Category: baby name Frost
It’s been another big week for noun names. They were all over Hollywood gossip blogs, and appeared in plenty of workaday birth announcements, too.
There’s no doubt that this is a rich category. Flower names make us consider trees – meet my daughter, Lily, and my son, Cedar. Weather and birds feel like inexhaustible sources of inspiration. There are the old school, Puritan-era virtue names, but also more recent innovations, rich with meaning.
Sometimes the influence is more subtle. Surname Brooks is preppier than River, but both bring to mind the great outdoors. Clementine and Olive have been used for so long we consider them names, but they’re both on the upswing today, lifted by the trend.
May, June, and August are mainstream, but I’m not so sure about January, and it is always surprising to hear September, October, or November. April is definitely a noun name, but Avril is cooler. And if Avril is an option, how about Janvier?
Just a few years ago, it might have been fair to say that Winter was the season least friendly to names, while now it seems to offer the newest choices for the adventurous baby namer. Why? Two reasons: Nicole Richie choosing Winter as one of the middle names for her high-profile little girl Harlow, and January Jones, beauteous star of noteworthy new show Mad Men.
WINTER is the season name that’s seen the least amount of use over the years, yet one that holds the most potential for boys as well as girls. Variations include WINTERS, WYNTER, and (please don’t) WINTR. Translations of the seasonal name include the French Hiver (pronounced ee-vair), Italian INVERNO, and in Spanish, INVIERNO. In Dutch and German, it’s still Winter and and in Swedish, the comical-sounding (to the English speaker’s ear) VINTER.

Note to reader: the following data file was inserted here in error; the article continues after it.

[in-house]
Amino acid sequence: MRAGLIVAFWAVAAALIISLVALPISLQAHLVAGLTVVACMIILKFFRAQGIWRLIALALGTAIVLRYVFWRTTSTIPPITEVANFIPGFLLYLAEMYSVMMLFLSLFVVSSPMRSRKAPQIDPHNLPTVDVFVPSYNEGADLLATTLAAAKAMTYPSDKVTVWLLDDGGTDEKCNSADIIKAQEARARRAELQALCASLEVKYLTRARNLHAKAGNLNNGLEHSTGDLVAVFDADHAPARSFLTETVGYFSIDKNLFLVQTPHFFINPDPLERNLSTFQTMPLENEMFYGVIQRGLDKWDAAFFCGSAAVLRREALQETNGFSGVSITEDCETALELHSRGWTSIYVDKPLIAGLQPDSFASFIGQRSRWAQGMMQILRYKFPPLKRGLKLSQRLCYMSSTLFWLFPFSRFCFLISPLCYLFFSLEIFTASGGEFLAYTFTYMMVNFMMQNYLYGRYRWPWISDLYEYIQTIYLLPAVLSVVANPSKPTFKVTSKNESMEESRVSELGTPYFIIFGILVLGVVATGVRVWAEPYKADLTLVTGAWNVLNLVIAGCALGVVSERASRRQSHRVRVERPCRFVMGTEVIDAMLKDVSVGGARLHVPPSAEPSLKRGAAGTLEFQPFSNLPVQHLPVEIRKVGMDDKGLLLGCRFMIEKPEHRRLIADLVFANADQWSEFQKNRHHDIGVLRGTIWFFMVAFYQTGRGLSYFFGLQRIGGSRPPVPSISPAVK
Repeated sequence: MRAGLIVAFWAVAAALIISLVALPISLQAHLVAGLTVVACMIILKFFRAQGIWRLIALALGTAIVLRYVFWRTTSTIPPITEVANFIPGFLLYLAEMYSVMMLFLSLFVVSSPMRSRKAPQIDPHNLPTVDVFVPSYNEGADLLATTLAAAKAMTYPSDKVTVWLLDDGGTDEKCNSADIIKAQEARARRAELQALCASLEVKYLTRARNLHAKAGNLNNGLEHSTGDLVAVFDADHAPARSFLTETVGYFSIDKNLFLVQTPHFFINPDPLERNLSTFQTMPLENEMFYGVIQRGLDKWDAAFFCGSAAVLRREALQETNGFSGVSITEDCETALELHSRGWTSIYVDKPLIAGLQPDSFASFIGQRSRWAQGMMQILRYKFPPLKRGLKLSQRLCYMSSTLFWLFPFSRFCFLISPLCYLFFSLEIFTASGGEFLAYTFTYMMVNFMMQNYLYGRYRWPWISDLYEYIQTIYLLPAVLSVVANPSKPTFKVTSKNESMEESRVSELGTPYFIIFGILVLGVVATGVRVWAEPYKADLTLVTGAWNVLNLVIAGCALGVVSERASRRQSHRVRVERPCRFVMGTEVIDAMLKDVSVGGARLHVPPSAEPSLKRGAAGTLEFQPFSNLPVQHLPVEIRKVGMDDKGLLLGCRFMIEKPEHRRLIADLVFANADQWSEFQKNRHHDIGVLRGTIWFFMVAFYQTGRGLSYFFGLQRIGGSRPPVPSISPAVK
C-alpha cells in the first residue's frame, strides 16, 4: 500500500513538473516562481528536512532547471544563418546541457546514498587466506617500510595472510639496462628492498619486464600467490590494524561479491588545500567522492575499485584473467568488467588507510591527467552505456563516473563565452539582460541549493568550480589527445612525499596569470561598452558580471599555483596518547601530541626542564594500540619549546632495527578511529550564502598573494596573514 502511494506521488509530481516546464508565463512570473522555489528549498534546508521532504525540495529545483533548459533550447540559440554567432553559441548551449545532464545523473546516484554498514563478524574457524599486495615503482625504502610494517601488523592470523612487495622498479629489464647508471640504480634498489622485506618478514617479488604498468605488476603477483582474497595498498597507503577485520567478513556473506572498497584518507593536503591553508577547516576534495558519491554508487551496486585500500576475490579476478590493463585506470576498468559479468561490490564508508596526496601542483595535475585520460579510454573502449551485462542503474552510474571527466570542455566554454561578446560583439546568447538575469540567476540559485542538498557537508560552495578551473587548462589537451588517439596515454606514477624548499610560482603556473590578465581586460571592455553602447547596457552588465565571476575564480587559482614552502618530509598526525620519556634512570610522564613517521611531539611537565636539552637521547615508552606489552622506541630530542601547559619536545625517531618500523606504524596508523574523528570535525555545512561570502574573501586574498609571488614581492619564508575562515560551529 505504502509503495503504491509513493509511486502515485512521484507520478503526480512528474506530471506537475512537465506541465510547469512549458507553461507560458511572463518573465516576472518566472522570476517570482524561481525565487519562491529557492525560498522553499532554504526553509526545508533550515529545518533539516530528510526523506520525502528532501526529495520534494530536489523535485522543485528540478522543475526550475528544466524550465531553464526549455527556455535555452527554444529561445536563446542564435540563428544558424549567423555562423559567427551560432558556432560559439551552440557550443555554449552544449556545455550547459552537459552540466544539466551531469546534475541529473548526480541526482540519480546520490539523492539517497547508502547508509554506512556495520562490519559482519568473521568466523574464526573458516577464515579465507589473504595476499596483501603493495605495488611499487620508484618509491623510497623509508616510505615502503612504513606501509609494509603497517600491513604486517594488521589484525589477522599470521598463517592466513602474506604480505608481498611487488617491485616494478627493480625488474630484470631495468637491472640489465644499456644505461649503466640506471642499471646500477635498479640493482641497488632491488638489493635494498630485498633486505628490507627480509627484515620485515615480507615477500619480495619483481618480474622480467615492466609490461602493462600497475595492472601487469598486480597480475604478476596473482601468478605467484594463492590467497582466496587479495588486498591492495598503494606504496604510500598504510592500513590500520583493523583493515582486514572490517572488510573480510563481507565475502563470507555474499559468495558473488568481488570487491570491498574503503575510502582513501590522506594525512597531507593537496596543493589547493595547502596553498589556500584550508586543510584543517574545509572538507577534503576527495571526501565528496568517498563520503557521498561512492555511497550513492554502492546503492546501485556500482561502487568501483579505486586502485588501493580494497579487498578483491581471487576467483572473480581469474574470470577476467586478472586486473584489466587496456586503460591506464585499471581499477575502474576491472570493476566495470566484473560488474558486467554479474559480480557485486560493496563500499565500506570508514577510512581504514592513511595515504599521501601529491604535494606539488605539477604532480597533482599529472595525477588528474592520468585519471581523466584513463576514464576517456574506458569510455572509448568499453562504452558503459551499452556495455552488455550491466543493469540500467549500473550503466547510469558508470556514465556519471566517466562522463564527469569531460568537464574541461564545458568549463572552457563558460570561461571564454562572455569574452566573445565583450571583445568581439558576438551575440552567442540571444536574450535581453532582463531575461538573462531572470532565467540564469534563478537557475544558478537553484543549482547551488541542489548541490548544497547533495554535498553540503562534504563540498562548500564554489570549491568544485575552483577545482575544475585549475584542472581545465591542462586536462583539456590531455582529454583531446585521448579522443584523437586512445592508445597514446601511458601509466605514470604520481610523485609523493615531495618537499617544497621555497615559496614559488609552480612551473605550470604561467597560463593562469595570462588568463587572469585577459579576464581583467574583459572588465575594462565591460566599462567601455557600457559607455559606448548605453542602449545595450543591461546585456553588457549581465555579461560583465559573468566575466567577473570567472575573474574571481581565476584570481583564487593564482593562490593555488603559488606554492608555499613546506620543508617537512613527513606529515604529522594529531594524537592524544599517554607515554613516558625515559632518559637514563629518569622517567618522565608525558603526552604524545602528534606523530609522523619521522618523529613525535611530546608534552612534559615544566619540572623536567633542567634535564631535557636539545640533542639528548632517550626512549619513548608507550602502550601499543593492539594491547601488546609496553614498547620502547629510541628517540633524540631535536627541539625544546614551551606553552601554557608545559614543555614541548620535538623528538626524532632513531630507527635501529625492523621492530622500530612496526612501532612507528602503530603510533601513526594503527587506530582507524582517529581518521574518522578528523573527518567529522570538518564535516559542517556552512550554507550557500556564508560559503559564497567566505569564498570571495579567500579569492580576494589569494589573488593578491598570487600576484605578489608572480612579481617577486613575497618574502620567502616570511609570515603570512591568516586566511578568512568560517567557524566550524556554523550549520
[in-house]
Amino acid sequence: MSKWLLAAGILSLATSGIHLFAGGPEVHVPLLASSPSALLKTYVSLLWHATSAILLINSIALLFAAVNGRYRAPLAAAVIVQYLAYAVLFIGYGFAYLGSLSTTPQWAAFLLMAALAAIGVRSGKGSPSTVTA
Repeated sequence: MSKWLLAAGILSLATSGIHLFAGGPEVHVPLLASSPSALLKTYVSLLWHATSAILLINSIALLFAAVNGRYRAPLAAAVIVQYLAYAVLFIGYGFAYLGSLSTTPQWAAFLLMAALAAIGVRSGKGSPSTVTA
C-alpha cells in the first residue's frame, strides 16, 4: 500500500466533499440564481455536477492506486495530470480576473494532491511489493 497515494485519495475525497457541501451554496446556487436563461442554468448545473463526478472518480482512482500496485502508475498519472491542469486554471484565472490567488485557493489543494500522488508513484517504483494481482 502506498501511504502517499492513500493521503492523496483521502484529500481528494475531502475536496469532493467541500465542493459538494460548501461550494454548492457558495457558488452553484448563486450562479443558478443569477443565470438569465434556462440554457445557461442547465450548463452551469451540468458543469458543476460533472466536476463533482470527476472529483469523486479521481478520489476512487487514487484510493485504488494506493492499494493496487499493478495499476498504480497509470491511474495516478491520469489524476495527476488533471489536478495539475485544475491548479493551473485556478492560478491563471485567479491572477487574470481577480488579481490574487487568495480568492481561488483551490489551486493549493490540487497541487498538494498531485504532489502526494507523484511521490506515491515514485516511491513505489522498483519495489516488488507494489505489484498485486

In mythology, winter was said to be caused by DEMETER in grief over the loss of her daughter PERSEPHONE, consigned forever to the underworld (but rising again as a baby name, with or without the pronunciation of the final long e).
DECEMBER, still a highly unusual month name yet certainly a usable one, means ten. Other versions you may want to consider: DECIMA, name of the Roman goddess of childbirth; DECEMBRA, DECIMUS, or DECIO. December’s flower is the narcissus or holly, suggesting the names NARCISSA (difficult at best) and HOLLY (already a bit worn at the edges). December gem TURQUOISE can work as a name, as can AQUA or its Turkish equivalent FAIRUZA. Red, however, seems more suitable as December’s color, which leads you to a whole spectrum of great names, from SCARLETT to CRIMSON to RUFUS and RORY.